Streetwise Professor

February 26, 2016

The Notorious S.W.P., or, Dr. Pirrong Goes to Washington

Filed under: Commodities,Derivatives,Economics,Energy,Politics,Regulation — The Professor @ 8:20 pm

If Elizabeth Warren were to have her way, you’d see my mug on the wall of your local Post Office. What have I done to become to earn her nomination as Public Enemy? Having the temerity to oppose position limits, and co-authoring a report summarizing the deliberations of the CFTC’s Energy & Environmental Markets Advisory Committee, which strongly criticized the need for, and details of, the Commission’s proposed position limits rule.

The backstory is this. In 2015 I was an associate member of EEMAC. (As of 10 days ago, I am a full member.) The Committee’s sponsor, Commissioner Christopher Giancarlo, asked me to write the (Dodd-Frank mandated) report summarizing the Committee’s deliberations at two meetings in 2015. I agreed, and along with Jim Allison (who just retired from ConocoPhillips), I wrote a relatively short draft that just summarized the transcripts of the two meetings. The report went through some additional edits, and was then submitted to the nine full members of EEMAC for their approval. It was approved by an 8-1 vote.

The conclusions and recommendations of these meetings were rather straightforward to recapitulate, because there was considerable agreement on the major issues of (a) whether position limits were necessary, (b) the proposed rule’s bona fide hedging exemptions, and (c) whether to implement limits for spot months only initially, or to implement for all months.

If you read the transcript, and read the final report, you will see that the report is a faithful record of what happened during the meetings. As I said in yesterday’s meeting, I viewed my role to be that of “faithful scribe,” and that’s what I was.

But since the message in the report was NOT what Elizabeth Warren (and one of the EEMAC members, Public Citizen’s Tyson Slocum) wanted to hear, Warren, Slocum, and Warren’s journalistic creatures (most notably the New York Times) decided to kill the messenger. Warren wrote a letter to the CFTC, demanding that the report be withdrawn. Slocum wrote a dissent to the majority report. Assorted journos scurried along behind. Each called foul on my authorship. Here’s what Warren said about yours truly:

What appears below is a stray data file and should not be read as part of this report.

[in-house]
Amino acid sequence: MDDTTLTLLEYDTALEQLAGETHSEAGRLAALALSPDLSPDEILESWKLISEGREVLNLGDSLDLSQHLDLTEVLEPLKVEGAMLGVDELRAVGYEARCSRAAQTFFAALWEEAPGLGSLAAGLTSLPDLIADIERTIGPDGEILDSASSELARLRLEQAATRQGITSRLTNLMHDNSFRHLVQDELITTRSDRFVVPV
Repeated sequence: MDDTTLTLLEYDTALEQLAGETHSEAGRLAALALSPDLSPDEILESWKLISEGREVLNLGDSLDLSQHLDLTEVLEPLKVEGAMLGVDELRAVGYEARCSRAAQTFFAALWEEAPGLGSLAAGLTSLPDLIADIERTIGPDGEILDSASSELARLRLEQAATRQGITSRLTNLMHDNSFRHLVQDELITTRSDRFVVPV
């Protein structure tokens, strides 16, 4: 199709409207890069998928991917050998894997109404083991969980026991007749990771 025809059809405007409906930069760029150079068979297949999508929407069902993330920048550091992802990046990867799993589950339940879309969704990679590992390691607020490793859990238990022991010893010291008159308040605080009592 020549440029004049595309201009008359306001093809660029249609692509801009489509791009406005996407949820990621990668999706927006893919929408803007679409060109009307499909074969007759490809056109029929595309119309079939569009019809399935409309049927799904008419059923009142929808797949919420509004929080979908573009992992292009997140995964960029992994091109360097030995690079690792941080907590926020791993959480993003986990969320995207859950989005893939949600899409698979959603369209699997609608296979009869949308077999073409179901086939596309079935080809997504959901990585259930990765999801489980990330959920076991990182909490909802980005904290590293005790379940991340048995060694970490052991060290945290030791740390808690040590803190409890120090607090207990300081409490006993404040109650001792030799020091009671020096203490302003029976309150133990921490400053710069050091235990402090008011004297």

The second panelist I am concerned about is Dr. Pirrong. According to the New York Times, “Mr. Pirrong has positioned himself as the hard-nosed defender of financial speculators – the combative, occasionally acerbic academic authority to call upon when difficult questions arise in Congress and elsewhere about the multitrillion-dollar global commodities trade…. [who] has reaped financial benefits from speculators and some ofthe largest players in the commodities business,” and played a key part in “a sweeping campaign [by the financial industry] to beat back regulation.”10

With specific regard to the position limits rule, Dr. Pirrong served as a consultant for the International Swaps and Derivatives Association – a lead plaintiff suing to block the very rule he was asked to provide his views on for the EEMAC.11 There is no record indicating that these conflicts were even disclosed by Dr. Pirrong when he served as a witness, let alone addressed by the EEMAC.

Thanks, Liz! You’re too kind! Honored to be the kind of person your kind of person considers a threat.

One of the journalists slouching after her, the New Republic’s David Dayen weighed in:

The recent inclusion of Craig Pirrong on the committee is perhaps the most flagrant example. Pirrong, who co-wrote the first draft of the report with James Allison, is a professor of finance at the University of Houston, who has been paid by several industry participants and trade groups for his research into commodity speculation. He was also a paid research consultant for the International Swaps and Derivatives Association, the very group that got the initial rule overturned by the courts.

The CFTC report relies mostly on Pirrong’s research and a presentation he made to the committee last year, which did not include the opinion of anyone who believes in the dangers of excessive commodity speculation. In fact, 10 of the 13 witnesses at EEMAC meetings came from industry, two were representatives of CFTC, and the other was Pirrong. The meetings never mentioned that there would even be a final report.

This is amusing on several levels. The first is the fact that the New Republic became the dumpster fire of left-wing opinion rags under the ownership of Christopher Hughes (which ended today, with the magazine’s sale).